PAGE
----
Every day should be a celebration of girls around the world but in Japan there is a day dedicated to girls called Hinamatsuri, which is on March 3rd. Yes, I’m a little late posting about this but today, 8th March, is International Women’s Day, so I think I can get away with it and love the fact that there are two celebrations of females within a week.
雛祭り(Hinamatsuri) which directly translates to doll’s festival is better known as girl’s day and is a tradition that is celebrated annually by families with girls, to wish them health and future happiness.
My OH and I are both Brits but as Little Miss was born in Tokyo we are keen to ensure she remembers her birth place, so we bought a simple Hinaningyo (dolls) set when she was a year old and display them every year a week or so before the event.
Traditionally the Hinaningyo set includes the Emperor and Empress along with their attendants and some iconic possessions, which are displayed over a number of tiered platforms. As you can imagine the cost of such a set is very expensive and it also requires space that in most modern Japanese homes is at a premium. Therefore, most girls are gifted just the Emperor and Empress dolls by their parents or grandparents and in many cases are family heirlooms that are passed down through generations.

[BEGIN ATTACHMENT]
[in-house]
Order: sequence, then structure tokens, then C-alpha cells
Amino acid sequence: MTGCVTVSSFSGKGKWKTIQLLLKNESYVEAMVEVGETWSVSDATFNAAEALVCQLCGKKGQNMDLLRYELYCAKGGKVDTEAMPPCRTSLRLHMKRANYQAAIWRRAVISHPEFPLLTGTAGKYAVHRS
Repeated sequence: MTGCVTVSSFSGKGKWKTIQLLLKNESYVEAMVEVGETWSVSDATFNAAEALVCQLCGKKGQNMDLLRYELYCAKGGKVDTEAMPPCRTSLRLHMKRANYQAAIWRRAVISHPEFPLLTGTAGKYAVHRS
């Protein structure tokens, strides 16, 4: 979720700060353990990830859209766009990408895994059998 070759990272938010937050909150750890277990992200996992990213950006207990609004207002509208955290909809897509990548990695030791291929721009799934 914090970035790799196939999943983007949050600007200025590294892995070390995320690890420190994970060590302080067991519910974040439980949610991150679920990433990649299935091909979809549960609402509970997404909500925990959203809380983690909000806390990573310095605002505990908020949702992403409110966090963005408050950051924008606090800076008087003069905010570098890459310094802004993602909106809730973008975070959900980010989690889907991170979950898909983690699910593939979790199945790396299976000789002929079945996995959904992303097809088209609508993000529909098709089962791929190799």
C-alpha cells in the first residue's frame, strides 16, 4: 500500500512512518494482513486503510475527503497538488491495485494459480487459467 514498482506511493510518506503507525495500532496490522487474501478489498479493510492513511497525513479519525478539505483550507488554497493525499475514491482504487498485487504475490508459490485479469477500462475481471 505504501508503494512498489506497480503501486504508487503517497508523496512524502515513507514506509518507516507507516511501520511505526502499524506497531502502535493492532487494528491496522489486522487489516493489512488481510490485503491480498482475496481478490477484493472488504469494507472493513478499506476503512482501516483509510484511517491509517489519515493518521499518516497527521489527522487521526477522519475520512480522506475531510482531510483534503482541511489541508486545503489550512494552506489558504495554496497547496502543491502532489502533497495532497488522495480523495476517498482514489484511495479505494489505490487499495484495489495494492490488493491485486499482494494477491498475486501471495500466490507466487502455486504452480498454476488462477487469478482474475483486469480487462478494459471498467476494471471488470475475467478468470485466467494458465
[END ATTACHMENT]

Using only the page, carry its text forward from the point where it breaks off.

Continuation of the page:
Like most traditions across the globe food plays an important part of the celebration and Girl’s Day is no exception. Along with the dolls, Hina-arare, a sweet puffed rice snack, is put out for the children to enjoy.
Chirashizushi, raw fish and vegetables served on sushi rice, is often served as a special meal. It is very pretty to look at and ingredients and presentation vary according to personal taste. Unfortunately, it’s not so easy to get ikura, salmon roe, which adds the vibrant orange to the dish but I use what I can and it is a hit when we have it in our house.
As it is not easy to purchase the traditional sweet treats such as hishi mochi (tri-coloured rice cakes) or ichigo daifuku (strawberries covered in sweet bean paste) in the UK, I like to put my twist on dessert for my little princess. This year I made some edible Hinaningyo to decorate her plate, of course she wanted to eat them but we limited her to just taking a nibble.
We are guilty of spoiling Little Miss at times but it seems appropriate to make the day a bit special and give a little gift. In the past we have given a small bunch of flowers but this year I thought an inspirational book would be appropriate and found this which is really vibrant and colourful.
Even after leaving Japan almost three years ago Little Miss refers to herself as half Japanese, which can cause some confusion! However, I love that she still feels a connection to the country that was our home and holds such a special place in our hearts, and look forward to observing the Japanese traditions that we brought home with us to the UK for years to come.
Categories: Culture, Family Life